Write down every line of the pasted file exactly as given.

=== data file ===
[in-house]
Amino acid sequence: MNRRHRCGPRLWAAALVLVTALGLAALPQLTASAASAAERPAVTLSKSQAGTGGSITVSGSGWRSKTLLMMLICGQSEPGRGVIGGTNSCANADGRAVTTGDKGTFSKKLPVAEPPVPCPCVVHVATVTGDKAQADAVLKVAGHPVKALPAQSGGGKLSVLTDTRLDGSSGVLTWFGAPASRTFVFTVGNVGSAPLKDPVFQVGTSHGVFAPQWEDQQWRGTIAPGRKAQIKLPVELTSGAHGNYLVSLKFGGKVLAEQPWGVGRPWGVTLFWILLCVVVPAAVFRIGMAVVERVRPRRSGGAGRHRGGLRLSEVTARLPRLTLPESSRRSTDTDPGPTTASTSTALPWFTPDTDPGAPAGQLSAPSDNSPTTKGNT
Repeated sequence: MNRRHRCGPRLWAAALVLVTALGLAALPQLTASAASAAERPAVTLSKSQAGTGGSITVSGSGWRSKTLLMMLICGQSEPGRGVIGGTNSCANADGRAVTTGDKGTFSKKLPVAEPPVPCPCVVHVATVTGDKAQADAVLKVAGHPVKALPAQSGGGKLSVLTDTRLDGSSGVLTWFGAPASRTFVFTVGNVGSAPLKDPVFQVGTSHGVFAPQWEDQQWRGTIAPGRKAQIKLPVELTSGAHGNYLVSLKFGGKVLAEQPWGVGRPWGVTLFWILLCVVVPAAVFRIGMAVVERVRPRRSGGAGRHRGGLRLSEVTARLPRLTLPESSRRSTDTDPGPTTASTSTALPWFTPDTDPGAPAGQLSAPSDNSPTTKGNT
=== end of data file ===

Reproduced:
[in-house]
Amino acid sequence: MNRRHRCGPRLWAAALVLVTALGLAALPQLTASAASAAERPAVTLSKSQAGTGGSITVSGSGWRSKTLLMMLICGQSEPGRGVIGGTNSCANADGRAVTTGDKGTFSKKLPVAEPPVPCPCVVHVATVTGDKAQADAVLKVAGHPVKALPAQSGGGKLSVLTDTRLDGSSGVLTWFGAPASRTFVFTVGNVGSAPLKDPVFQVGTSHGVFAPQWEDQQWRGTIAPGRKAQIKLPVELTSGAHGNYLVSLKFGGKVLAEQPWGVGRPWGVTLFWILLCVVVPAAVFRIGMAVVERVRPRRSGGAGRHRGGLRLSEVTARLPRLTLPESSRRSTDTDPGPTTASTSTALPWFTPDTDPGAPAGQLSAPSDNSPTTKGNT
Repeated sequence: MNRRHRCGPRLWAAALVLVTALGLAALPQLTASAASAAERPAVTLSKSQAGTGGSITVSGSGWRSKTLLMMLICGQSEPGRGVIGGTNSCANADGRAVTTGDKGTFSKKLPVAEPPVPCPCVVHVATVTGDKAQADAVLKVAGHPVKALPAQSGGGKLSVLTDTRLDGSSGVLTWFGAPASRTFVFTVGNVGSAPLKDPVFQVGTSHGVFAPQWEDQQWRGTIAPGRKAQIKLPVELTSGAHGNYLVSLKFGGKVLAEQPWGVGRPWGVTLFWILLCVVVPAAVFRIGMAVVERVRPRRSGGAGRHRGGLRLSEVTARLPRLTLPESSRRSTDTDPGPTTASTSTALPWFTPDTDPGAPAGQLSAPSDNSPTTKGNT